Facebook knew about sex-trafficking network, report claims

None of the court documents connected with the case mention any kind of Facebook investigation

Article content

A sex-trafficking ring that smuggled Asian women into the U.S. to work at seedy massage parlours did so with the full knowledge of Facebook, a new report claims.

Advertisement

Story continues below

Article content

According to USA Today, at least 40 women were enslaved by the traffickers, who put them to work in Pennsylvania, Florida and Virginia.

The social media giant confirmed it knew about the ring in a 2019 internal report. And in grandiose Facebook fashion, the company boasted they had “disrupted” the network and disabled all 84 pages and 22 accounts associated with it.

Sex trafficker David Williams, of Pensacola, Fla., was busted in August 2019 and charged with operating the chain of massage parlours. He pleaded guilty in November 2019 and was jailed for three years.

However, USA Today reports that none of the court documents connected with the case mention any kind of Facebook investigation. Nor was there evidence the company supplied evidence to the feds.

Advertisement

Story continues below

Article content

The main concern for the embattled tech giant was “reputational risk,” whistleblower Frances Haugen said. And the company is again claiming they are conducting a probe into the sex trafficker but a spokesman said he couldn’t say what information was turned over to the FBI.

Sex trafficker David Williams. HANDOUT/ SANTA ROSA COUNTY JAIL
Sex trafficker David Williams. HANDOUT/ SANTA ROSA COUNTY JAIL

The feds began investigating Williams and his wife, Qun Shen, after spotting Facebook pages promoting the massage joints. The ads were filled with keywords suggesting possible sexual services, USA Today said.

Authorities say more than 100 women were brought from Asia, many from impoverished corners of the Philippines. The traffickers used the so-called Romeo scheme, promising money and marriage. Most had no idea they would be prostituted.

Advertisement

Story continues below

Article content

Facebook claims the corporation was “probably” working on material to turn over to cops when Williams was pinched.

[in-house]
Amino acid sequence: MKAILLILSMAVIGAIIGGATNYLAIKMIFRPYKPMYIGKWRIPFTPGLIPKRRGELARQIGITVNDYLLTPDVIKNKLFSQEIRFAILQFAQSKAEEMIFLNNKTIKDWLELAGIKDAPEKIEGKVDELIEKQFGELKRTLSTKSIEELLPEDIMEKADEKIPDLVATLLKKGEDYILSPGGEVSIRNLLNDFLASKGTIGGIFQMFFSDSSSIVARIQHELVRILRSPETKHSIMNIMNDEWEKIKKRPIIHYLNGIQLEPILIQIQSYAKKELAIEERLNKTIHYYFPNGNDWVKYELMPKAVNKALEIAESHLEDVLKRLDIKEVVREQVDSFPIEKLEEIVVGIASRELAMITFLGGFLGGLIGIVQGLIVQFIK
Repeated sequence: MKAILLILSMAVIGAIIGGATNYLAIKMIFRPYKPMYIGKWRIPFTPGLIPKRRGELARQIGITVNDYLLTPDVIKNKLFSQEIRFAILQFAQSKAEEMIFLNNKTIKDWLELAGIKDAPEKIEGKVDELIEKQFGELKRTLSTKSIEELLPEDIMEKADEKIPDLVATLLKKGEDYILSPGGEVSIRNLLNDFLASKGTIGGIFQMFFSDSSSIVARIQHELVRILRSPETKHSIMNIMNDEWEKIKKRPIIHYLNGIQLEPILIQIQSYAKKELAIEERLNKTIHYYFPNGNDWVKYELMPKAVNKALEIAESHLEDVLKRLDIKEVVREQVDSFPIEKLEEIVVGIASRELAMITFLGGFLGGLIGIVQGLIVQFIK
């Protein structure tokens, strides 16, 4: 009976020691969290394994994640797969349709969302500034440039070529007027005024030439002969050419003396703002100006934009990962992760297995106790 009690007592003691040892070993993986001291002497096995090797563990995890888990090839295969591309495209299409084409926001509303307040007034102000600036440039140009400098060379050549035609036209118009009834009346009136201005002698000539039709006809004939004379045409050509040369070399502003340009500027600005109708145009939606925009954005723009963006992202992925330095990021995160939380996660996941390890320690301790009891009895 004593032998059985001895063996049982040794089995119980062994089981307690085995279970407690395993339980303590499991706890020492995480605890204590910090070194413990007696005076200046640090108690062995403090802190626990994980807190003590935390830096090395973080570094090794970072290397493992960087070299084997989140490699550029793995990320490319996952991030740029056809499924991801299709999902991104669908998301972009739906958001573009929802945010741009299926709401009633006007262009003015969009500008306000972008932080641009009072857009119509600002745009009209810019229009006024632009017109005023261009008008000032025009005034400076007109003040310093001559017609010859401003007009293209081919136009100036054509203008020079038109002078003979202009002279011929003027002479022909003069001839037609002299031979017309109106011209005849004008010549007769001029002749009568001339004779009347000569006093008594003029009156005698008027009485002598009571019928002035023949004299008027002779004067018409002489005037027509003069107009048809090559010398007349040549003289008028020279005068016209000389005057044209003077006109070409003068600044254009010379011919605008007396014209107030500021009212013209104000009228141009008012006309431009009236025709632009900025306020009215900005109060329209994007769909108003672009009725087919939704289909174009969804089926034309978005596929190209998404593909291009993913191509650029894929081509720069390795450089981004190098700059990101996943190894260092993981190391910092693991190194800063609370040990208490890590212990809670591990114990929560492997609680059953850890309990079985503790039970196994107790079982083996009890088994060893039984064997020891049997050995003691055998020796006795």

We apologize, but this video has failed to load.

A company spokesman told USA Today: “We’ve been combatting human trafficking on our platform for many years and our goal remains to prevent anyone who seeks to exploit others from having a home on our platform.”

Facebook has been hammered recently by revelations about its quest for power and profit.

“Employees are drunk on the absolute power of being in control of civics in America, without ever having to visit a voting booth (if voting is even an option),” one insider said recently.

bhunter@postmedia.com

@HunterTOSun

    Advertisement

    Story continues below

    Comments

    Postmedia is committed to maintaining a lively but civil forum for discussion and encourage all readers to share their views on our articles. Comments may take up to an hour for moderation before appearing on the site. We ask you to keep your comments relevant and respectful. We have enabled email notifications—you will now receive an email if you receive a reply to your comment, there is an update to a comment thread you follow or if a user you follow comments. Visit our Community Guidelines for more information and details on how to adjust your email settings.

    Share:

    Share on facebook
    Facebook
    Share on twitter
    Twitter
    Share on pinterest
    Pinterest
    Share on linkedin
    LinkedIn
    On Key

    Related Posts

    On AIR

    Russtrat world